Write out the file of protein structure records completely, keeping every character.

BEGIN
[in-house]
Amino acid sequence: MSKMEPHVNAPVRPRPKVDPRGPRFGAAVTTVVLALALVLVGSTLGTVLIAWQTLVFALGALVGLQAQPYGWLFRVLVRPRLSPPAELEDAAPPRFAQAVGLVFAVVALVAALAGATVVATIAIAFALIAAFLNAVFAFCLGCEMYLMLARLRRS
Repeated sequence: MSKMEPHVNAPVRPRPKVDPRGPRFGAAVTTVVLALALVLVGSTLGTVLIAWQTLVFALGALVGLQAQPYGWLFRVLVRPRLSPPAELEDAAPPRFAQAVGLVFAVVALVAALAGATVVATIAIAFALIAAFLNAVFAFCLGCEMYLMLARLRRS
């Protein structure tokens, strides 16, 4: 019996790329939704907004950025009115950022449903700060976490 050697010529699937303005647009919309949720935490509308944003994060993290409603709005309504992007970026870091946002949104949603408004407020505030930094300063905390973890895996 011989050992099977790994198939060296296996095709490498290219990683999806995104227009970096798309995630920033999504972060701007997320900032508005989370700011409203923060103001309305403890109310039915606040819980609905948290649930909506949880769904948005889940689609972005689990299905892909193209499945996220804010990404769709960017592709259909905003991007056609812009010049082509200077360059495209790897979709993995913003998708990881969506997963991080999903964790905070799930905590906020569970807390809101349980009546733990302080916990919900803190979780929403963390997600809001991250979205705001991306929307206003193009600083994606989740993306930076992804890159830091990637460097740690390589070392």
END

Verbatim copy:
[in-house]
Amino acid sequence: MSKMEPHVNAPVRPRPKVDPRGPRFGAAVTTVVLALALVLVGSTLGTVLIAWQTLVFALGALVGLQAQPYGWLFRVLVRPRLSPPAELEDAAPPRFAQAVGLVFAVVALVAALAGATVVATIAIAFALIAAFLNAVFAFCLGCEMYLMLARLRRS
Repeated sequence: MSKMEPHVNAPVRPRPKVDPRGPRFGAAVTTVVLALALVLVGSTLGTVLIAWQTLVFALGALVGLQAQPYGWLFRVLVRPRLSPPAELEDAAPPRFAQAVGLVFAVVALVAALAGATVVATIAIAFALIAAFLNAVFAFCLGCEMYLMLARLRRS
């Protein structure tokens, strides 16, 4: 019996790329939704907004950025009115950022449903700060976490 050697010529699937303005647009919309949720935490509308944003994060993290409603709005309504992007970026870091946002949104949603408004407020505030930094300063905390973890895996 011989050992099977790994198939060296296996095709490498290219990683999806995104227009970096798309995630920033999504972060701007997320900032508005989370700011409203923060103001309305403890109310039915606040819980609905948290649930909506949880769904948005889940689609972005689990299905892909193209499945996220804010990404769709960017592709259909905003991007056609812009010049082509200077360059495209790897979709993995913003998708990881969506997963991080999903964790905070799930905590906020569970807390809101349980009546733990302080916990919900803190979780929403963390997600809001991250979205705001991306929307206003193009600083994606989740993306930076992804890159830091990637460097740690390589070392």